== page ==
In Joint Address, Trump Lays Down Markers for Immigration Talks

(Rob Kunzig/Morning Consult)

President Donald Trump used his first address to a joint session of Congress on Tuesday to pitch lawmakers on immigration reform, listing three main priorities any potential compromise should cover.

“I believe that real and positive immigration reform is possible, as long as we focus on the following goals: To improve jobs and wages for Americans. To strengthen our nation’s security. And to restore respect for our laws,” Trump said.”If we are guided by the well being of American citizens, then I believe Republicans and Democrats can work together to achieve an outcome that has eluded our country for decades.”

Given his tough talk on immigration on the campaign trail, the idea of a compromise with Democrats is tenuous ground for Trump. A new Morning Consult/POLITICO survey from over the weekend found that 63 percent of Trump voters said all undocumented immigrants currently living in the U.S. should be required to leave the country. Overall, most voters (53 percent) said undocumented immigrants currently in the country should have a path to U.S. citizenship or at least retain legal status.

Trump was short on details, but he spoke of a “merit-based immigration system,” rather than “this current system of lower-skilled immigration.” He also said the construction of a “great, great wall” along the U.S.-Mexico border would come soon, and reiterated that “the bad ones are going out.”

Trump’s suggestion of halting immigration of lower-skilled workers could play better with his supporters. More than 6 in 10 (63 percent) of Trump voters said the U.S. should not allow more lower-skilled immigrants into the country. In contrast, 55 percent of Trump voters support letting more highly skilled immigrants into the U.S.

Most Americans are with Trump on the goal of deporting Americans with criminal records. According to a Morning Consult survey conducted last month, seven in 10 Americans (72 percent) support deporting only undocumented immigrants who have criminal records. Four in 10 (38 percent) said they support deporting them all.

To groans from Democrats, Trump also announced he would be instructing the Department of Homeland Security to create an office for “Victims of Immigration Crime Engagement” to provide “a voice to those who have been ignored by the media and silenced by special interests.”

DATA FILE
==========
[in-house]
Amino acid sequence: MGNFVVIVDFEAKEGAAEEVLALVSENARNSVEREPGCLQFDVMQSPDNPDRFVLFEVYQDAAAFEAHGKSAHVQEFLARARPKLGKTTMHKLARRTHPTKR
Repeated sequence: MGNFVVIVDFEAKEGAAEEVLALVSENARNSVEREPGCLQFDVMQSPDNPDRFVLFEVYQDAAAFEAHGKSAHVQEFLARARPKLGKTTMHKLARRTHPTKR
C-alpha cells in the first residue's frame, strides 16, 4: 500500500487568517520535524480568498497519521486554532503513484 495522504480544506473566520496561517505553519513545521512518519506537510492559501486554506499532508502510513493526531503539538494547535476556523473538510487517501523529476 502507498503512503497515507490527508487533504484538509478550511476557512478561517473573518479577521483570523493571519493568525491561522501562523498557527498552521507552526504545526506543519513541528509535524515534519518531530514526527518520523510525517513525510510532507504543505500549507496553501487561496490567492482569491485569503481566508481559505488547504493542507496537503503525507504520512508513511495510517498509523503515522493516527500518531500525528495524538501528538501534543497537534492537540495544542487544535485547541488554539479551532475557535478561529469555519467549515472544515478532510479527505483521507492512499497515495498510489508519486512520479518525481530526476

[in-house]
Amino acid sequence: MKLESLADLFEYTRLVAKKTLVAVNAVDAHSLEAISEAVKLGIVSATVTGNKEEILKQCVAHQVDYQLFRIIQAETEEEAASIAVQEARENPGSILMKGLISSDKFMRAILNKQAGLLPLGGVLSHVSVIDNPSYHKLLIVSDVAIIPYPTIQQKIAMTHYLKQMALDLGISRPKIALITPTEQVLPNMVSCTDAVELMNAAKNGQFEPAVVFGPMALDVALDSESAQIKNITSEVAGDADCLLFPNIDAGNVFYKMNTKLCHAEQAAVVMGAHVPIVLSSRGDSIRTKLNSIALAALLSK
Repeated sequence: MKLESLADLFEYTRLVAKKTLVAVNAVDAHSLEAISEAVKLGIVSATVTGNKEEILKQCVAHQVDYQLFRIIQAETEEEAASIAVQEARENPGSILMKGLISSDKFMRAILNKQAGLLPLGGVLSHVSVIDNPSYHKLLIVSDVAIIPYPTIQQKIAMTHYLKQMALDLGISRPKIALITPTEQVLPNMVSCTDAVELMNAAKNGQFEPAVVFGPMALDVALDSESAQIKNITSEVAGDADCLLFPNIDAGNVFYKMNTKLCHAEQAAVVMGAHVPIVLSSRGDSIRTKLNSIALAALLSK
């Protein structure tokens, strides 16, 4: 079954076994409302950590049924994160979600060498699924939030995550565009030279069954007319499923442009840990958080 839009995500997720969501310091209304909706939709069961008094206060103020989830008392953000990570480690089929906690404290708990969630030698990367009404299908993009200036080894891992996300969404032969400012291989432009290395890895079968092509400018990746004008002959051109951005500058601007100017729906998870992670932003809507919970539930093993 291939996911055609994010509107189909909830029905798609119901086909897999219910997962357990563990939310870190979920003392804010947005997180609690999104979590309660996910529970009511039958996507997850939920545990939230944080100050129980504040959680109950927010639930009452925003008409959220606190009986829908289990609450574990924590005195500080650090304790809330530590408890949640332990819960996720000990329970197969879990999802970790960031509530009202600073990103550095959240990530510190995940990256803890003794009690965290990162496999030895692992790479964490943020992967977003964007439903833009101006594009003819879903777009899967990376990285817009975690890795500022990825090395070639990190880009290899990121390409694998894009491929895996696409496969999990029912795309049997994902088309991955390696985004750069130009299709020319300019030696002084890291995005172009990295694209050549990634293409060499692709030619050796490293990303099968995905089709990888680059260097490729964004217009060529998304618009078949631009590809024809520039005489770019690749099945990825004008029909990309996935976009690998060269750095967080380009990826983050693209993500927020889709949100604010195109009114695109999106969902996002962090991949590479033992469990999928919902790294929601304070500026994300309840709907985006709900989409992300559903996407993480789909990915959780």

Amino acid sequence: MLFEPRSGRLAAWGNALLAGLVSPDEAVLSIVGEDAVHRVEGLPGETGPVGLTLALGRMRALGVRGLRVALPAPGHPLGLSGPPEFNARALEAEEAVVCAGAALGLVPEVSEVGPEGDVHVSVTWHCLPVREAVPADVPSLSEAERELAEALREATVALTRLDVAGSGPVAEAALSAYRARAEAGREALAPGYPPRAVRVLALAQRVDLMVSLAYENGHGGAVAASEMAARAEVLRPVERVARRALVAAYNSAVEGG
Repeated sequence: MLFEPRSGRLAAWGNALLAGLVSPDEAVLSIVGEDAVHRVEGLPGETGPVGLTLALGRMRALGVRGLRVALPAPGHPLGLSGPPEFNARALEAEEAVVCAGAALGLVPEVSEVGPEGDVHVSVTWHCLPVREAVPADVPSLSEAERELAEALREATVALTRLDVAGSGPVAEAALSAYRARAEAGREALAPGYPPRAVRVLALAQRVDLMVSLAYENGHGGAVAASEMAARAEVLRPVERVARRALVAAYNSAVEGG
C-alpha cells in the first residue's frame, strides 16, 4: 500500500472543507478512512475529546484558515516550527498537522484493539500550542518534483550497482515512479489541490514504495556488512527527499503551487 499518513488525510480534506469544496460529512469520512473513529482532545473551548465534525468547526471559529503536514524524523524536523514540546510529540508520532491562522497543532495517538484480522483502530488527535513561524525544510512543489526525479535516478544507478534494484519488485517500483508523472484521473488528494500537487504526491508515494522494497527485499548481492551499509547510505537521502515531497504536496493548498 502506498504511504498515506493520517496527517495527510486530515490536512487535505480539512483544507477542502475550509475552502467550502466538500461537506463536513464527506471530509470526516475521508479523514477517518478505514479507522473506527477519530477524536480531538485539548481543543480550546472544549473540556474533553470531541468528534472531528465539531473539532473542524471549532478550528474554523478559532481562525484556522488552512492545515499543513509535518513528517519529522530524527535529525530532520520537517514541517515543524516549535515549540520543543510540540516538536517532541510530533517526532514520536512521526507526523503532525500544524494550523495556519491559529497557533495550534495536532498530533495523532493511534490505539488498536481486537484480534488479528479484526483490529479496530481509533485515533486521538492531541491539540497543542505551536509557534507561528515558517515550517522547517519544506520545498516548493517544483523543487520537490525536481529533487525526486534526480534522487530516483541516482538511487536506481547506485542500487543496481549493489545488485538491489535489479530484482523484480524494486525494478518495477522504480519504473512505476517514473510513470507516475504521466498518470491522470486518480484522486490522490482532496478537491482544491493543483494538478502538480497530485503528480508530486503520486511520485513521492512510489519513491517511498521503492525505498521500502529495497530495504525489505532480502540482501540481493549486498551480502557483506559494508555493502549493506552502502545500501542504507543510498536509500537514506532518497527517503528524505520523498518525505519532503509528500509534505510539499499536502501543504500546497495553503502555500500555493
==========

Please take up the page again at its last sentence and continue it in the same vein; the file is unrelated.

Among the other things he hit on:

  • Infrastructure: Trump got some applause out of Democrats when he said, “the time has come for a new program of national rebuilding.” He wants legislation “that produces” $1 trillion in infrastructure, from public and private funding. The mantra? “Buy American and hire American,” a message that resonates with most voters.
  • Obamacare: Trump doubled down on the GOP goal to repeal and replace Obamacare. He offered a few specifics that Republicans have hit on before: (1) Make sure those with pre-existing conditions have access to coverage; (2) Expand tax credits and health savings accounts; (3) Give governors flexibility with Medicaid; (4) And legal reforms that aim to lower costs. (Americans are split on the law, though approval has increased with talk of repeal: 47 percent support it, while 45 percent oppose it.)
  • Terrorism: Trump took on “radical Islamic terrorism” directly, defending his travel ban and his vetting procedures. He said new steps were coming to keep “those out who will do us harm.” He added, “It is reckless to allow uncontrolled entry from places where proper vetting cannot occur.”
  • His promises: Trump praised job growth for big companies, stock growth, new American pipelines, lowering government spending and a government hiring freeze. He also said he has started to “drain the swamp,” which prompted a number of Democrats to start coughing – a not so subtle rebuke of one of his campaign’s closing arguments. But voters, and his supporters in particular, believe he is keeping his promises, according to Morning Consult polling.
  • Trade and tax reform: Trump said his administration is working on tax reform to lower taxes on U.S. companies, but to make it, “much, much harder for companies to leave our country,” a possible nod to House GOP leadership’s border-adjustment tax plan. Of other countries taxing U.S. exports, he said, “I believe strongly in free trade but it also has to be fair trade.”
  • Inner-city violence and education: Trump called education “the civil rights issue of our time,” and suggested school choice as the fix. On crime, Trump said Americans should work with, “not against,” law enforcement officials.
Morning Consult